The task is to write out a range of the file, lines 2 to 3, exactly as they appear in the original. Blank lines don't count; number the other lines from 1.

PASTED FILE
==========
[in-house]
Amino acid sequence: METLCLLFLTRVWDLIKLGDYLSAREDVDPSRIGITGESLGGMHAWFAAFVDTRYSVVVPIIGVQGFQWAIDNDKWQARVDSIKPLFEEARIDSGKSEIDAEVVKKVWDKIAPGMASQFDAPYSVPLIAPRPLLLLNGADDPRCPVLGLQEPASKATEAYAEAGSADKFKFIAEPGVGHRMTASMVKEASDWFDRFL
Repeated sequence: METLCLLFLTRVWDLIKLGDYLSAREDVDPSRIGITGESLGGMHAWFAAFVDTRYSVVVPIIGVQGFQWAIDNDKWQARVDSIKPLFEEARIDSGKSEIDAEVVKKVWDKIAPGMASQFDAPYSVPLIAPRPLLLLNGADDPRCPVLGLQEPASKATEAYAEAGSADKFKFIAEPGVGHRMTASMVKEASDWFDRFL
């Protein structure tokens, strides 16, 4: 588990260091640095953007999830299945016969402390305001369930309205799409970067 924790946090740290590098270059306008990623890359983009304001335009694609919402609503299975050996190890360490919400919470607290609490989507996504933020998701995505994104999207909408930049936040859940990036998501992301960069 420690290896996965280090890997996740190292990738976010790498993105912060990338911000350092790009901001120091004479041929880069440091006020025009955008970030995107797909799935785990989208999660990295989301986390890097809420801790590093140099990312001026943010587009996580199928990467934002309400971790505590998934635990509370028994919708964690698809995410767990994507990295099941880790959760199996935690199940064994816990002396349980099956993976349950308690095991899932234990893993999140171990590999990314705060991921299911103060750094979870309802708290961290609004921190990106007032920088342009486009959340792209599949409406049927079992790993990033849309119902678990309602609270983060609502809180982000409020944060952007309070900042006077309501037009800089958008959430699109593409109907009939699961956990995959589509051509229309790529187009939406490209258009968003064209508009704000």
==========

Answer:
Amino acid sequence: METLCLLFLTRVWDLIKLGDYLSAREDVDPSRIGITGESLGGMHAWFAAFVDTRYSVVVPIIGVQGFQWAIDNDKWQARVDSIKPLFEEARIDSGKSEIDAEVVKKVWDKIAPGMASQFDAPYSVPLIAPRPLLLLNGADDPRCPVLGLQEPASKATEAYAEAGSADKFKFIAEPGVGHRMTASMVKEASDWFDRFL
Repeated sequence: METLCLLFLTRVWDLIKLGDYLSAREDVDPSRIGITGESLGGMHAWFAAFVDTRYSVVVPIIGVQGFQWAIDNDKWQARVDSIKPLFEEARIDSGKSEIDAEVVKKVWDKIAPGMASQFDAPYSVPLIAPRPLLLLNGADDPRCPVLGLQEPASKATEAYAEAGSADKFKFIAEPGVGHRMTASMVKEASDWFDRFL